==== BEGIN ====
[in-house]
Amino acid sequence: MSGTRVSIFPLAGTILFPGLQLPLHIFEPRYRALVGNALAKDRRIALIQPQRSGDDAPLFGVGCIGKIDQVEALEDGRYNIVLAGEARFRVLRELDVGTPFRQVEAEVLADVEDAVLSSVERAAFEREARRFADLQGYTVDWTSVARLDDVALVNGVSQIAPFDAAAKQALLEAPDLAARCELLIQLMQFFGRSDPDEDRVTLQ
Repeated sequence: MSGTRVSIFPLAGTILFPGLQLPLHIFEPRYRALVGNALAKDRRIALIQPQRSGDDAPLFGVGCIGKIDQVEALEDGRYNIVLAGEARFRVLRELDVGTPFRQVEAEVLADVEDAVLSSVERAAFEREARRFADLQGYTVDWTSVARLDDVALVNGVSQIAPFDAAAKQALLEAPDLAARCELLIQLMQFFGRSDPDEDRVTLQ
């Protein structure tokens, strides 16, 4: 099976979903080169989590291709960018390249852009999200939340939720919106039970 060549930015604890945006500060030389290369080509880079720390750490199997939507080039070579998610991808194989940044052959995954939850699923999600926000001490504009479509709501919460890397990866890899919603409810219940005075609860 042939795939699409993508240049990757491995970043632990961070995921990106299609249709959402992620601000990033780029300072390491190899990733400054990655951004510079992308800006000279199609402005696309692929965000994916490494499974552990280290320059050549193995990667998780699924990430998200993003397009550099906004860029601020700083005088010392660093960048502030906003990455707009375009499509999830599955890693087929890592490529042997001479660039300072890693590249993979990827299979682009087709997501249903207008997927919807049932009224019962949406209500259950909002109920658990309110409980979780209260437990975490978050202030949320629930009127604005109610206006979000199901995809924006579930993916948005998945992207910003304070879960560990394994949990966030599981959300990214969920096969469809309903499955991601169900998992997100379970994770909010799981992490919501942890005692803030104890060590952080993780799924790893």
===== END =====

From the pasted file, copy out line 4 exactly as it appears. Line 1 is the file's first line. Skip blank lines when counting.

């Protein structure tokens, strides 16, 4: 099976979903080169989590291709960018390249852009999200939340939720919106039970 060549930015604890945006500060030389290369080509880079720390750490199997939507080039070579998610991808194989940044052959995954939850699923999600926000001490504009479509709501919460890397990866890899919603409810219940005075609860 042939795939699409993508240049990757491995970043632990961070995921990106299609249709959402992620601000990033780029300072390491190899990733400054990655951004510079992308800006000279199609402005696309692929965000994916490494499974552990280290320059050549193995990667998780699924990430998200993003397009550099906004860029601020700083005088010392660093960048502030906003990455707009375009499509999830599955890693087929890592490529042997001479660039300072890693590249993979990827299979682009087709997501249903207008997927919807049932009224019962949406209500259950909002109920658990309110409980979780209260437990975490978050202030949320629930009127604005109610206006979000199901995809924006579930993916948005998945992207910003304070879960560990394994949990966030599981959300990214969920096969469809309903499955991601169900998992997100379970994770909010799981992490919501942890005692803030104890060590952080993780799924790893």